6.5/10. Look, you have to give the show some credit for having a vision when it comes to Jason Street, for hinging a lot of this story on the idea that Jason is able to persuade people, to give a big speech and convince someone that what he's saying is right and they should listen to him. The problem is that these big moving speeches never sound right coming out of Scott Porter's mouth, so the whole thing ends up falling flat. It's like having a story about someone moving through the ranks of the music scene and everyone being in awe of her voice when the real life actress can't sing very well. There's a disconnect that sinks the ship before it's even out of the harbor.
It doesn't help that everything that happens to Jason continues to be implausible. It's a really dumb idea for him to just go to New York without calling his job prospect or his babymama or anyone. I thought the show might at least give it a dose of realism after the sports agent basically told him, "this was crazy, and you're not going to get a job by just showing up out of the blue." But of course, there's a contrived situation where Jason can use his friendship with the character we met for two seconds last episode to get a job, and he can use that into getting his babymama to accept him back. The whole "a man will do anything if it's for his family" is a really on the nose speech that lays out the moral of this story in incredibly loud terms, and it completes the perpetual crap sandwich that has been nearly every Jason Street story this entire show.
But it's not all bad. For one thing. Tim Riggins (and Taylor Kitsch) has improved by leaps and bounds and his presence elevates Jason's storyline. And while his tearful zoom-in-and-nod scene lays it on a little thick, there's real emotion there that Street/Porter can't muster. Plus, god-willing, this is Jason Street's four-episode exit the same way Smash (who's sorely missed) had one, and we don't have to deal with him anymore. An appropriately maudlin, miscalculated ending for a character the show has never really known what to do with.
Speaking of bad ideas and bad storylines, we return to the saga of Tyra and Cash. Cash is so clearly a cad, and while it's plausible that a 17-year-old (it takes a heavy dose of willing suspension of disbelief to accept that Adrianne Palicki or Taylor Kitsch are 17) would buy his B.S., it's painful to watch her give up the difficult-if-rewarding path of getting into college over the easy pleasures of following some cute boy. I guess I appreciated that Cash was straight up with Tyra about being faithful while going six months on the rodeo circuit, but you just want Tyra to wake up and realize this kid is bad news already and that this is going to blow up in her face. I suppose that's what the show wants you to feel, to see this car crash coming, but the whole "boy vs. future" conflict is so trite that the whole storyline is just an exercise in frustration.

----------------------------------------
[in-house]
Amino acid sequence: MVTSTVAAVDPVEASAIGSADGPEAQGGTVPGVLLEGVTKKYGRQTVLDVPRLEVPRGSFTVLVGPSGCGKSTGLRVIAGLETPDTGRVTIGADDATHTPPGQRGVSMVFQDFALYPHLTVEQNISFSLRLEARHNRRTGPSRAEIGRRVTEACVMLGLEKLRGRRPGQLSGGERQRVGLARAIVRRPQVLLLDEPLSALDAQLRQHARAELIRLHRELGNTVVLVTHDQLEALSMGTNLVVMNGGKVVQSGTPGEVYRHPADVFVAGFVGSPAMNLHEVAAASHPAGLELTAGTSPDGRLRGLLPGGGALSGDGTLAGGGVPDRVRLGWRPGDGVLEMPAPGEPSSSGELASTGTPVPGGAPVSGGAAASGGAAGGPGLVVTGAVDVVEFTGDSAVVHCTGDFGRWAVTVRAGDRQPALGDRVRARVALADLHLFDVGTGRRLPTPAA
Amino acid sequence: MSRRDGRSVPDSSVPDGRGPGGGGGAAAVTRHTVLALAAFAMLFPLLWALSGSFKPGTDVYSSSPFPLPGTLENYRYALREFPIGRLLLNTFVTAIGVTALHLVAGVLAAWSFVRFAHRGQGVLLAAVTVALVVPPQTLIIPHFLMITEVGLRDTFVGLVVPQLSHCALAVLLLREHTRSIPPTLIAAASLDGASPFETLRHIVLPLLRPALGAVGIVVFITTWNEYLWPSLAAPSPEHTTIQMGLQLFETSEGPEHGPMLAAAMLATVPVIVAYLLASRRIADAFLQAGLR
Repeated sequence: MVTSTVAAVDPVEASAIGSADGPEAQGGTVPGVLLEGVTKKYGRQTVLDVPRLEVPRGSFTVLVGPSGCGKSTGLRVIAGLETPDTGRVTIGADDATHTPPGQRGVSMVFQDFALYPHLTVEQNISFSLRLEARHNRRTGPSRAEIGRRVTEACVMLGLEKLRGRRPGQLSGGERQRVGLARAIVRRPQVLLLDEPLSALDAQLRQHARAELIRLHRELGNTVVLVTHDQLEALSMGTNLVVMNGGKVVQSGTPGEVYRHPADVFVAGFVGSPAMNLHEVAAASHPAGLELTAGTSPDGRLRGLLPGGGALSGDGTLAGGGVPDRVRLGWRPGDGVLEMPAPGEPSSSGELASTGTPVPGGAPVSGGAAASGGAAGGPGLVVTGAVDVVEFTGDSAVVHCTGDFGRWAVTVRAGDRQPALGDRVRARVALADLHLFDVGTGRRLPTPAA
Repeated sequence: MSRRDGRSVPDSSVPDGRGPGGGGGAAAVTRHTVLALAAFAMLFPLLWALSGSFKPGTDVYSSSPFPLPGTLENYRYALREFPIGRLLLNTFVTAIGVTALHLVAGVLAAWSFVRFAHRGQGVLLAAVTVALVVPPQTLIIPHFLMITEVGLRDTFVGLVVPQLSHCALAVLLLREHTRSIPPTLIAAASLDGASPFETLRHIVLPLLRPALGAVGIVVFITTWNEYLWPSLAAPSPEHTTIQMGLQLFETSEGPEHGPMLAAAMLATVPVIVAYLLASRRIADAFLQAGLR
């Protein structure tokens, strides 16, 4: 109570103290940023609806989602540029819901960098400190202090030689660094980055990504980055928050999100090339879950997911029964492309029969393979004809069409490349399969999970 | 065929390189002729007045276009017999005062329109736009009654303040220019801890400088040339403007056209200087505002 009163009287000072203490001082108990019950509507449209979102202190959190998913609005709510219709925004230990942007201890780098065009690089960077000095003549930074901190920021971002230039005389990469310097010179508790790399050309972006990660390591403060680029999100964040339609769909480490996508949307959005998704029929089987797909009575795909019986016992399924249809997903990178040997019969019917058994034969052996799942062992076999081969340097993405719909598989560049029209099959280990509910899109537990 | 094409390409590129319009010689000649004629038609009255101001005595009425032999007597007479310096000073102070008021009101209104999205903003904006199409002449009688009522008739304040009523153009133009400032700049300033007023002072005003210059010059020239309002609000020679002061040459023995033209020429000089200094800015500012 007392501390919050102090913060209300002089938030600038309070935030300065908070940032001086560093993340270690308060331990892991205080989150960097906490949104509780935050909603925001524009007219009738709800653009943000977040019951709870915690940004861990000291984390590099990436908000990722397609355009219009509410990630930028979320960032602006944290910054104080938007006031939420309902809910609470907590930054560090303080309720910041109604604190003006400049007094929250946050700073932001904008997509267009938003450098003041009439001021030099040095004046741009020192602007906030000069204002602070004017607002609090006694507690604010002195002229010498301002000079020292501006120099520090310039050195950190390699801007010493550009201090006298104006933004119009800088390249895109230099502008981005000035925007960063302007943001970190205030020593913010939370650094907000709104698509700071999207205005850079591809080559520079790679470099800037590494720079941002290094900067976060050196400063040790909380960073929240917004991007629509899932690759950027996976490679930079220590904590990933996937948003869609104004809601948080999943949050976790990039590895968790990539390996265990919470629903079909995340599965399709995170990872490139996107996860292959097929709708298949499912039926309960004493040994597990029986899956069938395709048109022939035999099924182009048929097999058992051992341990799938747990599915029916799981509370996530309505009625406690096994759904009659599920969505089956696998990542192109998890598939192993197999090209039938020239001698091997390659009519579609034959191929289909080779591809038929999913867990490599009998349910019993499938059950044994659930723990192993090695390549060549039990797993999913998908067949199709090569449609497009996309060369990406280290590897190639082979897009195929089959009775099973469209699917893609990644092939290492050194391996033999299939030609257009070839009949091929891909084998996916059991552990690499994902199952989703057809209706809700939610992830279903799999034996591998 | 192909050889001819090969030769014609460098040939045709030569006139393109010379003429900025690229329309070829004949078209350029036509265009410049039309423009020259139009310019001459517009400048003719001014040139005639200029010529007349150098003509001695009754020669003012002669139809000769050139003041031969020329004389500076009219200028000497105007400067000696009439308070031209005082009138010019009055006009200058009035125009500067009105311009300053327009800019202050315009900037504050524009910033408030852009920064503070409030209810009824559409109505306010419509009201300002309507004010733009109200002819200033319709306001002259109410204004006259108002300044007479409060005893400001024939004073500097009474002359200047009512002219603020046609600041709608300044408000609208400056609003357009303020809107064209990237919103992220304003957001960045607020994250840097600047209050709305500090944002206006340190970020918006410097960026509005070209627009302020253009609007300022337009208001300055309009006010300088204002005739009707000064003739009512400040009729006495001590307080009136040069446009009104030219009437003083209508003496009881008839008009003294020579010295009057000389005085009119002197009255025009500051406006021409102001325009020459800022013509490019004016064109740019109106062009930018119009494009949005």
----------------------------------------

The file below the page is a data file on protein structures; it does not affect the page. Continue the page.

Fortunately, the rest of the episode is much better, and it centers around different people trying to persuade Coach of one thing or another. Mac's heart attack is convenient, but it does create an opportunity for more of the King/Taylor cold war to progress with Coach feeling pressure to hire J.D.'s private QB coach to fill the spot, and Coach doing it because it makes sense but feeling uneasy about it.
At the same time, you have Matt making his pitch (with a lot of help from Julie) to play wide receiver if he's not going to start as QB anymore. It's a canny way to get Matt back on the field (though I may just feel that way with rumors swirling today about Longhorns' QB Jerrod Heard making the same transition), and the way the Taylors' dinner with Matt devolves into Coach running Matt through the route tree to prove himself is a nice way to dramatize that.
And I really love the dispute between Coach and Tami over the house, because it's one of those situations where FNL could take the easy route and have Coach give in on buying the fancy new house and giving Tami what she wants and this whole episode could have been about persuading people to do things they don't want to do. Instead, Tami and Coach fight, and both are unhappy about how things go, and yet they still don't buy a house. Coach gives it a full and fair consideration and that's all Tami wanted, and it's a great look at how mature adults can resolve disputes and appreciate one another and not get something they wanted but still be okay with it because they worked it out with their partner and they both reached an understanding. Tami and Coach are such a great couple and great role model for how you can be wrong even when you're right, but still be able to make it better without some grand, idiotic, Jason Street-esque gesture.
Daw, and there goes my favorite character...